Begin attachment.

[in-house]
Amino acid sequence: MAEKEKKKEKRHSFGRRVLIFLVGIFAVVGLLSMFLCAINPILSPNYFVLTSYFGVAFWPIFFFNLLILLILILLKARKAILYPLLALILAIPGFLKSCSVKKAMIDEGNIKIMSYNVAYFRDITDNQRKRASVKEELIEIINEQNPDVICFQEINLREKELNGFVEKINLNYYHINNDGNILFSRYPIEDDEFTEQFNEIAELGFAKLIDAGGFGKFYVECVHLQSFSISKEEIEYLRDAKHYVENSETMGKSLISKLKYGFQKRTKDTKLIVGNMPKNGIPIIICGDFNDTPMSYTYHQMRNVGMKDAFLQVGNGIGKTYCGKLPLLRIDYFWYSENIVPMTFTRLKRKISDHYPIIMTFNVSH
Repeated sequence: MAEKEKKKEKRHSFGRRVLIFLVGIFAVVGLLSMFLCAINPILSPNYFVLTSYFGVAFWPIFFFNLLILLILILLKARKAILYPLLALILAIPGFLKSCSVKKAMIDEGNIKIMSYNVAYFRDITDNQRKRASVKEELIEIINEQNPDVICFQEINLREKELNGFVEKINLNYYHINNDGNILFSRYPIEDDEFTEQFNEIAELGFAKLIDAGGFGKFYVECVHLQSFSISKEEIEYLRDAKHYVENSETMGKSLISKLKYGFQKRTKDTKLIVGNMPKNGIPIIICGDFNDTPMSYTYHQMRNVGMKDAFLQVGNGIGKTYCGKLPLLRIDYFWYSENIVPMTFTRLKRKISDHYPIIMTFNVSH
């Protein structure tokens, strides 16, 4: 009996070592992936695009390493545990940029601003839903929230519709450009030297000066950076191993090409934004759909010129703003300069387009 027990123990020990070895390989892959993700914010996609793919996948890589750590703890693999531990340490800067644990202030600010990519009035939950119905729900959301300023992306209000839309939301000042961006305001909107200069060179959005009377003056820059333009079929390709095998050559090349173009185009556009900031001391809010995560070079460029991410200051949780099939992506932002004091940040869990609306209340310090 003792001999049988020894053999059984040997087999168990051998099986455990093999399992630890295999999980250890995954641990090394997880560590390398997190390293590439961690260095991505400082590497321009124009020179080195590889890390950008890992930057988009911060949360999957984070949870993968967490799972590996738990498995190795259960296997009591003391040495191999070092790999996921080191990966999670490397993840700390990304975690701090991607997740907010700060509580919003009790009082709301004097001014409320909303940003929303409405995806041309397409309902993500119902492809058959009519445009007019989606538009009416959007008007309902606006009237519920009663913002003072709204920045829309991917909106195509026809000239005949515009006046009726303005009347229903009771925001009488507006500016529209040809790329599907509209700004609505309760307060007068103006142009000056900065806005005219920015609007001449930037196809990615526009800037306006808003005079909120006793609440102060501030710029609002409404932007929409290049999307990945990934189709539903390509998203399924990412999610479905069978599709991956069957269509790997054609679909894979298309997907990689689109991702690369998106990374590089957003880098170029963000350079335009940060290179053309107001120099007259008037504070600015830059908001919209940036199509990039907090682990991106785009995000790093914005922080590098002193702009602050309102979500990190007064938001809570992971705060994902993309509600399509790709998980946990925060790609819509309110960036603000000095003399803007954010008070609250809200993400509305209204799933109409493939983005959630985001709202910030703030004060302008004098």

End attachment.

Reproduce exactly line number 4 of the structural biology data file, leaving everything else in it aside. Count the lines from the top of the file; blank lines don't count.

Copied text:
């Protein structure tokens, strides 16, 4: 009996070592992936695009390493545990940029601003839903929230519709450009030297000066950076191993090409934004759909010129703003300069387009 027990123990020990070895390989892959993700914010996609793919996948890589750590703890693999531990340490800067644990202030600010990519009035939950119905729900959301300023992306209000839309939301000042961006305001909107200069060179959005009377003056820059333009079929390709095998050559090349173009185009556009900031001391809010995560070079460029991410200051949780099939992506932002004091940040869990609306209340310090 003792001999049988020894053999059984040997087999168990051998099986455990093999399992630890295999999980250890995954641990090394997880560590390398997190390293590439961690260095991505400082590497321009124009020179080195590889890390950008890992930057988009911060949360999957984070949870993968967490799972590996738990498995190795259960296997009591003391040495191999070092790999996921080191990966999670490397993840700390990304975690701090991607997740907010700060509580919003009790009082709301004097001014409320909303940003929303409405995806041309397409309902993500119902492809058959009519445009007019989606538009009416959007008007309902606006009237519920009663913002003072709204920045829309991917909106195509026809000239005949515009006046009726303005009347229903009771925001009488507006500016529209040809790329599907509209700004609505309760307060007068103006142009000056900065806005005219920015609007001449930037196809990615526009800037306006808003005079909120006793609440102060501030710029609002409404932007929409290049999307990945990934189709539903390509998203399924990412999610479905069978599709991956069957269509790997054609679909894979298309997907990689689109991702690369998106990374590089957003880098170029963000350079335009940060290179053309107001120099007259008037504070600015830059908001919209940036199509990039907090682990991106785009995000790093914005922080590098002193702009602050309102979500990190007064938001809570992971705060994902993309509600399509790709998980946990925060790609819509309110960036603000000095003399803007954010008070609250809200993400509305209204799933109409493939983005959630985001709202910030703030004060302008004098």